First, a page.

The Kentucky Equal Justice Center, an legal advocacy group for low-income Kentuckians, said in a statement Tuesday that it’s “deeply concerned” the Supreme Court’s order allowing eviction filings to resume next week “foreshadows a settlement on Thursday that includes Governor Beshear agreeing to lift the moratorium on evictions for nonpayment of rent during a global pandemic.”

In a letter Tuesday, the Equal Justice Center and a half-dozen housing-related nonprofit organizations implored Beshear to keep the moratorium in place or provide a minimum of 60 days’ notice before lifting it.

“We will only make it through this together if you don’t throw the millions of Kentuckians who rent their homes overboard by allowing landlords to evict them for nonpayment of rent during the twin calamities of an escalating pandemic and coincident economic crisis,” the groups wrote to Beshear.

But the northern Kentucky landlords object to Beshear’s blanket prohibition against evictions, saying it relieves tenants of rent obligations even if they have remained employed or have received unemployment benefits in excess of their prior wages through the $600-per-week federal unemployment supplement that expired last week.

“(S)ome tenants have abused the system, the situation, and their landlords, leaving the landlords with costly bills, maintenance costs, and utilities, while the tenants literally have thumbed their nose at the landlords,” the landlords alleged in a July 7 court filing.

Neither the Kentucky nor Indiana eviction moratoriums absolve tenants of their legal obligations to pay rent. Rather, they delay the consequences of non-payment.

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Federal protections for some renters

Another wrinkle is that some properties are subject to federal restrictions on evictions thanks to the CARES Act coronavirus relief bill Congress passed in March.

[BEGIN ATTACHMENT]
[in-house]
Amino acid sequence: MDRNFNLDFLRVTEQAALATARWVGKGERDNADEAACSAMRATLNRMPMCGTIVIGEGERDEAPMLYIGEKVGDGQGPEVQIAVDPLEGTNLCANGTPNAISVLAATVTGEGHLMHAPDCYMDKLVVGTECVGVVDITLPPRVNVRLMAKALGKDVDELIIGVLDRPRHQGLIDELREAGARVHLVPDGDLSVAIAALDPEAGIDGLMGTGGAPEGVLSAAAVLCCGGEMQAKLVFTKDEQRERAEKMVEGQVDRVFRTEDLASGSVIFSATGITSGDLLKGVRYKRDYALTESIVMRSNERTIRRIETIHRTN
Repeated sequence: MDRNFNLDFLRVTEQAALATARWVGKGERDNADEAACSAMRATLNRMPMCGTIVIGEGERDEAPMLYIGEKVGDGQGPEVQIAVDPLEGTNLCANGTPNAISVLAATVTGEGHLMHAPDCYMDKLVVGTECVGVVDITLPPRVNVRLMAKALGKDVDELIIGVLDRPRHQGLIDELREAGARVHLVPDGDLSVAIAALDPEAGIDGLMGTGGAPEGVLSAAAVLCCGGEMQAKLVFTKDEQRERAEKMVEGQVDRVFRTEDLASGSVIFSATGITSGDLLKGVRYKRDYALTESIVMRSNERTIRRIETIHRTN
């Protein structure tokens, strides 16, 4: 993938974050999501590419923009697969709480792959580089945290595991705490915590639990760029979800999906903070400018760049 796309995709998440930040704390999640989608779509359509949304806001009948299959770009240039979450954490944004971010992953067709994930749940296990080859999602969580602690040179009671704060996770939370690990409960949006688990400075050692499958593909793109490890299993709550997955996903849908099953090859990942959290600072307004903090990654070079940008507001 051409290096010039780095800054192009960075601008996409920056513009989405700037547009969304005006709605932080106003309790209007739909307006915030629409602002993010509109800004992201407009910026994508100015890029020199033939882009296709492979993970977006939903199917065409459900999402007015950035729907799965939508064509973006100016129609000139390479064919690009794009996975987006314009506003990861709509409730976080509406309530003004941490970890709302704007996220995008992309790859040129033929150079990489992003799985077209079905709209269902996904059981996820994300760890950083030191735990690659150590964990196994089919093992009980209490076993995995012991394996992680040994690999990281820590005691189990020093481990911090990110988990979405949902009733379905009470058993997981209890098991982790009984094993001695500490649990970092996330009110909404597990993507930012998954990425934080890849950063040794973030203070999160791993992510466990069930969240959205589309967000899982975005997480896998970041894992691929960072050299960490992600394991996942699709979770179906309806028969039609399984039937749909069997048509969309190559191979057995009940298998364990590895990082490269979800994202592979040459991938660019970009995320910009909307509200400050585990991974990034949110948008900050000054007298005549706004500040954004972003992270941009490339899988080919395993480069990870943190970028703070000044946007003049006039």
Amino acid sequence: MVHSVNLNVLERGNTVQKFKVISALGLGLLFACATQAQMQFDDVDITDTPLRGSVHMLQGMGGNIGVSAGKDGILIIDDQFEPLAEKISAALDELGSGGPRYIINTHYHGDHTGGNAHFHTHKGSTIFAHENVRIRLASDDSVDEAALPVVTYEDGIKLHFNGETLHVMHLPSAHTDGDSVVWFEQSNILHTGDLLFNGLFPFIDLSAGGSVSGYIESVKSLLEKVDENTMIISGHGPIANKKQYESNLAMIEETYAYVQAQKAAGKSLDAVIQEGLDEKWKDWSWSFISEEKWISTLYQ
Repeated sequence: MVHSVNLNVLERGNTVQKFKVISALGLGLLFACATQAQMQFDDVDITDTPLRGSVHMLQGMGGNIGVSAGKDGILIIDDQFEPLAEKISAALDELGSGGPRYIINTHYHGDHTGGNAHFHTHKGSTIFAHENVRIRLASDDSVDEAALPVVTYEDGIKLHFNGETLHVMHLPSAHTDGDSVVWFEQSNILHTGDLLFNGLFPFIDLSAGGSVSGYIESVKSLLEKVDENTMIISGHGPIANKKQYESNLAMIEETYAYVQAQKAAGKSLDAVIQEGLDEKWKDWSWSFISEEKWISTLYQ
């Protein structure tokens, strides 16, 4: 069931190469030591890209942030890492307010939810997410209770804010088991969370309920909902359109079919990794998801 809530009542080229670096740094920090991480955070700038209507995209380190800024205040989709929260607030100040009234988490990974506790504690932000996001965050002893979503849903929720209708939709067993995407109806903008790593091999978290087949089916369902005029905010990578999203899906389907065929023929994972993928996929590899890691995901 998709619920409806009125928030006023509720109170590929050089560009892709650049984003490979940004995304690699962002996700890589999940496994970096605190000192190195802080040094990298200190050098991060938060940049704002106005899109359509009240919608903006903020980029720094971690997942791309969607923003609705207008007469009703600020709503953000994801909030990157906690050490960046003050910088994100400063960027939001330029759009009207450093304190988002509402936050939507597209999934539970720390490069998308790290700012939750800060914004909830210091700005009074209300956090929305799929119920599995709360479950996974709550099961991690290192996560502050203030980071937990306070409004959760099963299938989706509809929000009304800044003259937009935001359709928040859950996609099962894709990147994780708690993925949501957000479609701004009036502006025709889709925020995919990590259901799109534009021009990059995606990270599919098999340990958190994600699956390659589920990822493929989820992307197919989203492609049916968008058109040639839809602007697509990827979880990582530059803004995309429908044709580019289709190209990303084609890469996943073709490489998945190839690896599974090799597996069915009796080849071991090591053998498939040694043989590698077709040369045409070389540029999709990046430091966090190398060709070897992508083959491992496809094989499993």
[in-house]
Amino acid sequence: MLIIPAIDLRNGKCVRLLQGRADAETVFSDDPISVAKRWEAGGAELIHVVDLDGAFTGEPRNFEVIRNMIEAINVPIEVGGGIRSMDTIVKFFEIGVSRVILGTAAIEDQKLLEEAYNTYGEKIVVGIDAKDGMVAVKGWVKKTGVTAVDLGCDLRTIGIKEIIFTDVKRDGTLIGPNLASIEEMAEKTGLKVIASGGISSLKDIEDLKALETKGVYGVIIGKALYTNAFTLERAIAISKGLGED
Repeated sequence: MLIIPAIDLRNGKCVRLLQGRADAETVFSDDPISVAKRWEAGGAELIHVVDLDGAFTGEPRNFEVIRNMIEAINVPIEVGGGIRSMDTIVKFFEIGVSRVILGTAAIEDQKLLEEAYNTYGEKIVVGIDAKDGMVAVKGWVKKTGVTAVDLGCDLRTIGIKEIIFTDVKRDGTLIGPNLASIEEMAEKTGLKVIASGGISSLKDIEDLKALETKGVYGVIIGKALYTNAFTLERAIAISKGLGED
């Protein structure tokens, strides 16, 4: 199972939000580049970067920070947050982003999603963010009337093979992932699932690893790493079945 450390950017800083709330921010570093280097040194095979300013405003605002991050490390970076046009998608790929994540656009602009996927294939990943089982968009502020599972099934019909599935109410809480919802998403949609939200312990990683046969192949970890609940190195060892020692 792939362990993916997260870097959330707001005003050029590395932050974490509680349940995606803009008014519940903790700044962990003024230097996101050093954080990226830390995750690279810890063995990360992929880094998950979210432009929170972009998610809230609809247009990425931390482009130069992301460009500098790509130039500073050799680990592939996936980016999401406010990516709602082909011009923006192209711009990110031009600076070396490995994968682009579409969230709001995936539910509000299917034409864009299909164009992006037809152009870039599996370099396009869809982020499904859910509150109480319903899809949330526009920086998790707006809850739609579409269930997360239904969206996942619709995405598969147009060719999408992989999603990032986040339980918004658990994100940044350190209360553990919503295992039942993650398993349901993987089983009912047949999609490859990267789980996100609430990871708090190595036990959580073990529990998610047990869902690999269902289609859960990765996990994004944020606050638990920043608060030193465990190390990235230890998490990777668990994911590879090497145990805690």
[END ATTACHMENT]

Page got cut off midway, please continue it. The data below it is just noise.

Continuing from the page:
These are homes and apartments that are tied to the federal government, such as through Section 8 rent payments, ownership by a public housing agency, Low Income Housing Tax Credits or mortgages backed or securitized by federal entities such as Fannie Mae, Freddie Mac, the Federal Housing Administration, the Department of Veterans Affairs or the Department of Agriculture.

If evictions are allowed to proceed in either state, renters in these homes are entitled to 30 days’ notice and could not be forced to vacate until Aug. 24 at the earliest.

Meanwhile, Congress is negotiating a new virus-relief package that could renew the eviction protections for federally backed properties.

There is no easy to check whether a property is subject to the CARES Act protections. In its order allowing evictions to proceed Aug. 1, the Kentucky Supreme Court said landlords would be required to fill out a new form verifying whether the property is subject to the CARES Act protections.

Reach reporter Chris Otts at 502-585-0822, cotts@wdrb.com, on Twitter or on Facebook. Copyright 2020 WDRB Media. All rights reserved.